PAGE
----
It would be interesting for NPR to do a follow up story in 10 years when Bradley and Jona are adolescents. Will Jona's popularity continue into adolescence when the rest of her peers start paying more attention to gender and sex? How well do you think it will go over if Jona insists she should be allowed in the girls' locker room? Still, even if Jona runs into some land mines while navigating adolescence, it seems to me the odds of successfully navigating adolescence increase dramatically with a firm and sound sense of self.
Where Zucker, in my opinion, ultimately falls short is in his conceptualization of the problem:
"Suppose you were a clinician and a 4-year-old black kid came into your office and said he wanted to be white. Would you go with that? ... I don't think we would," Zucker says.
If a four-year old boy came into your office insisting his penis was a vagina, I don't think anyone would go with that. He's got to come to terms with reality. The quesiton becomes, "What does it mean that you have a penis (or that your skin is black)?" Does having black skin mean you can only have a future in professional sports? Does having a penis mean you can't play with dolls? Perhaps Zucker didn't think his race analogy through, but he's basically validating racism by implying that there are behaviors assigned to people with white skin that people with black skin may not adopt. While that my still be an unfortunate reality, few would (openly) suggest there is some biological order that dictates such restrictions. For me the concept is not a whole lot different. Skin color or anatomical bits between the legs, either way whatever definitions and behaviors society has assigned to those anatomical realities need to be examined and, in most cases, eventually dismantled.
Brandon's tale is heart wrenching for anyone who has come from a place where they were taught to hate or fear some particular aspect of themselves. His mother's talk of his "addiction to pink" ticks me off in more ways than one. Still, I'm not convinced Zucker is the demon some are making him out to be. Indeed, I was recently pointed to this post by Alice Domurat Dreger
How do I know these are wrong? Well, I asked Zucker. Point blank. ... I asked Zucker: Do you think if a child ends up transitioning sex as an adolescent or adult, that’s a bad outcome? No way, he said. In fact, he pointed out that in that case--when a child grows up to be an adolescent who needs to change sex because that means s/he will be better off--Zucker helps arrange it to make sure it happens.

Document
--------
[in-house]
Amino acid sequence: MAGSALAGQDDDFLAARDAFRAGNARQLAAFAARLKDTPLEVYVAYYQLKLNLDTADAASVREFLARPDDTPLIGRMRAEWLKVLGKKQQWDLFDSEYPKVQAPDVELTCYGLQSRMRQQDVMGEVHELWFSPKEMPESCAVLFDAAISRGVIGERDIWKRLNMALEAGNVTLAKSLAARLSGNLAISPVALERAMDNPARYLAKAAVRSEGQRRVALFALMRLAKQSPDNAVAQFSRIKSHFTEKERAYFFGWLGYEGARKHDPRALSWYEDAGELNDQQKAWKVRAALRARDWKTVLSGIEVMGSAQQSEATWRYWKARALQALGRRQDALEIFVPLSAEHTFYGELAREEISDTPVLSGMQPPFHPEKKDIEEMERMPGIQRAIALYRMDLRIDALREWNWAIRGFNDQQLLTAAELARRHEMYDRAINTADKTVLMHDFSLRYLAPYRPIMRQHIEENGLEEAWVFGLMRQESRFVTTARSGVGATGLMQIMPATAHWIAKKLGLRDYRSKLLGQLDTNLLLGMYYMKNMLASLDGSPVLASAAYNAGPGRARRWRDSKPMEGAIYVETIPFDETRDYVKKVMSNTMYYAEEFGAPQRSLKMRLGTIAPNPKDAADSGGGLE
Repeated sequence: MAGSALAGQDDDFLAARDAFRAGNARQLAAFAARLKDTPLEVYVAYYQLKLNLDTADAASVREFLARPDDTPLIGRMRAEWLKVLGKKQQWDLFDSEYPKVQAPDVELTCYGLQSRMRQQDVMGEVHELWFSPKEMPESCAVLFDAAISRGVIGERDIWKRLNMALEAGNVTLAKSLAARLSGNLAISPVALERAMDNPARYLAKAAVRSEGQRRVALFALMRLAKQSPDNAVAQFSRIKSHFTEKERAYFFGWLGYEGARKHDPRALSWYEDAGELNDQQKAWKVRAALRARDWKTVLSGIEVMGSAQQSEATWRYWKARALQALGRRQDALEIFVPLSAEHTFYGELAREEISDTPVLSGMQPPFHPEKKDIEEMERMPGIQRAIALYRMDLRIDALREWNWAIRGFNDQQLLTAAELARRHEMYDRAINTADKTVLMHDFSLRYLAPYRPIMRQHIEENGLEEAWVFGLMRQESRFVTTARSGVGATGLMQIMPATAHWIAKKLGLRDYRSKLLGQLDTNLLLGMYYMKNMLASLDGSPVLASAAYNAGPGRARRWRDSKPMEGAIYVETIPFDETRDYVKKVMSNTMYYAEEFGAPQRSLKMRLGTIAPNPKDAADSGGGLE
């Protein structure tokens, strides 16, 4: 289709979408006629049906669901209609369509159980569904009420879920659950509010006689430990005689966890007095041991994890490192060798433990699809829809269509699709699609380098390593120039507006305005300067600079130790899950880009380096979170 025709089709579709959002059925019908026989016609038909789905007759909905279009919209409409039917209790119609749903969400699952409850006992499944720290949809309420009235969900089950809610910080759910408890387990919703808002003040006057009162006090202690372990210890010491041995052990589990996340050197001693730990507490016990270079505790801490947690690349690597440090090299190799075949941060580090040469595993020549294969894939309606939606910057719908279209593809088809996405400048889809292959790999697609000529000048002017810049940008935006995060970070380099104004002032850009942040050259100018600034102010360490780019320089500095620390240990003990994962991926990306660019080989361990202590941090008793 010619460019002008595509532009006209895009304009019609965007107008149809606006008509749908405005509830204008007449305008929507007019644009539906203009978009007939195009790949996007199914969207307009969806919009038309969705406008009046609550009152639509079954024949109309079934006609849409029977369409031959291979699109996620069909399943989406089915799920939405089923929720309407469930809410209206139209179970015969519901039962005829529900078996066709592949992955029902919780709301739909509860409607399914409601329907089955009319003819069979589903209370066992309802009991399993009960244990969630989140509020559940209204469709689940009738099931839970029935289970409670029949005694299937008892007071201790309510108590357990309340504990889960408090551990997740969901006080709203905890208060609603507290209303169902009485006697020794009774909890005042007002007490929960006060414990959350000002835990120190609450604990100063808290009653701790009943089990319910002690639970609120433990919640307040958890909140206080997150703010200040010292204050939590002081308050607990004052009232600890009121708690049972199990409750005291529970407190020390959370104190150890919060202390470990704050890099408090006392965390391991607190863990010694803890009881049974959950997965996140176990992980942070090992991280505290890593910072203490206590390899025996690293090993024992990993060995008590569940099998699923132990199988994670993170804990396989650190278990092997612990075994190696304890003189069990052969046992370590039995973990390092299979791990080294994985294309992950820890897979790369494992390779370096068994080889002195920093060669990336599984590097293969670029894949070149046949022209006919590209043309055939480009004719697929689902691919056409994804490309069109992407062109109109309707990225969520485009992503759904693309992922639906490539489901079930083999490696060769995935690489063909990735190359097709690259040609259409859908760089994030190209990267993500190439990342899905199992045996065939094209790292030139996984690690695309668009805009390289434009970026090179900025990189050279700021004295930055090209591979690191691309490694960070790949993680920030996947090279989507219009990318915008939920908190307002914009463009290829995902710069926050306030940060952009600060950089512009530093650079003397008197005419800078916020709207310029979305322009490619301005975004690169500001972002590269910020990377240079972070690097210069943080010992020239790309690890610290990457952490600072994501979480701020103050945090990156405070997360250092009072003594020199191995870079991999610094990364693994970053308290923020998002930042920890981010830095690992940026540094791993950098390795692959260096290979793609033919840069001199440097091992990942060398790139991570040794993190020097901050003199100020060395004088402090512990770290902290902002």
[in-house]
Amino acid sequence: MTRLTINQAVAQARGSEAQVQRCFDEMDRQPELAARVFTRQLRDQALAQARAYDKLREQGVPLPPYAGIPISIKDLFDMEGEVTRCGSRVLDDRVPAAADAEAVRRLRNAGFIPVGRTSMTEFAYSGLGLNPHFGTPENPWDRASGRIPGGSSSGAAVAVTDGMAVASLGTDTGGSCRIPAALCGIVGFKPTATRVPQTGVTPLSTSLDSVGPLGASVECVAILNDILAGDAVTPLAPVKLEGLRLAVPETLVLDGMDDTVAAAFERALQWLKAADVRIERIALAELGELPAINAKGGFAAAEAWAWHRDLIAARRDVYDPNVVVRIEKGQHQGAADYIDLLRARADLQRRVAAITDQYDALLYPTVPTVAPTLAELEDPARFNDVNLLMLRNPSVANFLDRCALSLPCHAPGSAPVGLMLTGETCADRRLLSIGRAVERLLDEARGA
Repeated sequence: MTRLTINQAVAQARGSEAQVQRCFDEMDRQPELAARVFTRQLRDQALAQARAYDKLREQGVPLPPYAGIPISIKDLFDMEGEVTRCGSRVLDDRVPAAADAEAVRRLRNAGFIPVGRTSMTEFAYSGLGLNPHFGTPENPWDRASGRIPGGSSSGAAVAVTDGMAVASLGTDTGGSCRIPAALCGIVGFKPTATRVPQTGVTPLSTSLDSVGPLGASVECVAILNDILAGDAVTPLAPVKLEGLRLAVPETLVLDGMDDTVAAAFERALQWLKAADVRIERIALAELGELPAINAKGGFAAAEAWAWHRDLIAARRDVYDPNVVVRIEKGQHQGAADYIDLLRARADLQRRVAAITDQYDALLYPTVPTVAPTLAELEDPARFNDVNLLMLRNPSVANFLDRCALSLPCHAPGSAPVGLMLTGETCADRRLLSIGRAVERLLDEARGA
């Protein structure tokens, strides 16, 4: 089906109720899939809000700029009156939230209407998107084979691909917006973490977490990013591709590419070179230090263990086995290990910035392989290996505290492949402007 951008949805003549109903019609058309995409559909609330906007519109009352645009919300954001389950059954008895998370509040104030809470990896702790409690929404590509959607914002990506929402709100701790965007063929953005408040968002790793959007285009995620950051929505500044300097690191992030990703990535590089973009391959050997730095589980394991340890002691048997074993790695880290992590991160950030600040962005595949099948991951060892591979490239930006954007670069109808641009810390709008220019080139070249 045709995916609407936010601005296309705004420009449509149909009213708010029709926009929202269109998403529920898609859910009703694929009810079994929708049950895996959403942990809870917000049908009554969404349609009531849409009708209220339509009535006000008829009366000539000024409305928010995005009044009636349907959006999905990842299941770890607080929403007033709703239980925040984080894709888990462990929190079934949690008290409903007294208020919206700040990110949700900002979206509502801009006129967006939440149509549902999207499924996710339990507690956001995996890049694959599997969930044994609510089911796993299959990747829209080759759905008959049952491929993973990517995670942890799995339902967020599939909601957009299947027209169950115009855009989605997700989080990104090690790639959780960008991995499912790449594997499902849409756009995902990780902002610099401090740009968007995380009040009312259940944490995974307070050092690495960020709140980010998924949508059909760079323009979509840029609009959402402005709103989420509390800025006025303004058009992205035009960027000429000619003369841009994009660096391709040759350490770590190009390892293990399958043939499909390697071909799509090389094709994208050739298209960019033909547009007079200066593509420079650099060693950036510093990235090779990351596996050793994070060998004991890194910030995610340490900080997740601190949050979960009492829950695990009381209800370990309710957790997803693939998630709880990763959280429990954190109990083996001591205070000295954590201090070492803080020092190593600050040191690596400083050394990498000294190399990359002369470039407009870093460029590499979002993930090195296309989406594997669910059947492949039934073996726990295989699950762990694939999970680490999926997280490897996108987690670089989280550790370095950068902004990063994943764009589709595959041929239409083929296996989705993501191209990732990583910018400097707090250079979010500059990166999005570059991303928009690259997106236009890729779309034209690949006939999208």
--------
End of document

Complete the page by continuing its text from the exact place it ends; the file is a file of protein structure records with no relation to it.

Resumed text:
Wild allegations and hysteria are not the way to address this issue, certainly not with a scientific body like the APA. Get your facts straight...err...correct...and develop a well reasoned argument to support your case. Humanity is slow to change, but truth will eventually win out. We accept the world is not flat. We accept the earth is not the center of the universe. That may seem self evident now, but those are truths that were a long time gaining widespread acceptance.
Have you ever stopped to wonder if all the evil in the world is the result of malcontent? Wanting what you don't have? Wanting something you can't have? Wanting more than what you already have? There's a line from The Matrix about the Merovingian. Neo asks, "What does he want?" and the Oracle replies, "He wants what every man with power wants. More power."
I guess I'm thinking mostly of the rich and powerful, 'cause it's one thing to be working three jobs to feed your family and to want to only have to work one. It's something else to want a third house in Tuscany cause your second house in Bordeaux isn't enough. I'm not sure where the cut off point is. There are certainly plenty in the middle class who are guilty, but does wanting a BMW instead of a Mazda count? I don't know. A Bentley instead of a Mercedes probably does.
A while back I read an article about the monstrous yachts the insanely wealthy own and some of them bitching because some harbors in the Caribbean aren't deep enough for their yachts to pull up pier side and they actually had to endure the inconvenience of taking a launch to shore. We're not talking about a rubber dinghy. The launches were full sized luxury speed boats. (When you're spending 15 million on a yacht what's a few hundred thousand more?) That definitely counts. I'm sorry, but there's some psychopathology there.
One would think wealth distribution would be relatively easy to get your head around, but it's always more complicated than it first appears. There are never easy answers, but one of the characters in The Golden Compass got me thinking along these lines. And they say fantasy is just fluff...
Oh, and if the movie does only cover the first book and it ends where the first book ends...people are going to be ticked.
This is just unreal. A 20-year-old Saudi women and a male companion are repeatedly gang raped by seven men over the course of several hours and she is given 90 lashes because she shouldn't have been outside with a male not a relative in the first place. When her attorney appealed, the sentence was increased to 200 lashes and six months in jail. The rapists were sentenced to five to seven years in jail.
But it gets better.
A Saudi judge, Ibrahim bin Salih Al-Khudairi of the Riyadh Appeals Court, said in an interview published in Okaz newspaper on Nov. 27 that if he were a judge in the Qatif court that he would have sentenced her, her male companion and the seven rapists to death and that they should be lucky that they did not get the death penalty.
And how about this?
The Qatif girl said that she was photographed during the rape by one of the men using his cell phone camera. The photos were later entered as evidence in the trial, but the judges refused to consider them.
I'm speechless, but there is one bright spot in the story:
The husband of Qatif girl, who also refuses to be identified publicly, found out about his wife's rape only four months after it happened when the rapists were bragging about it in Qatif. He has not divorced her, which he could under Saudi law, instead choosing to help her fight her case in Saudi courts.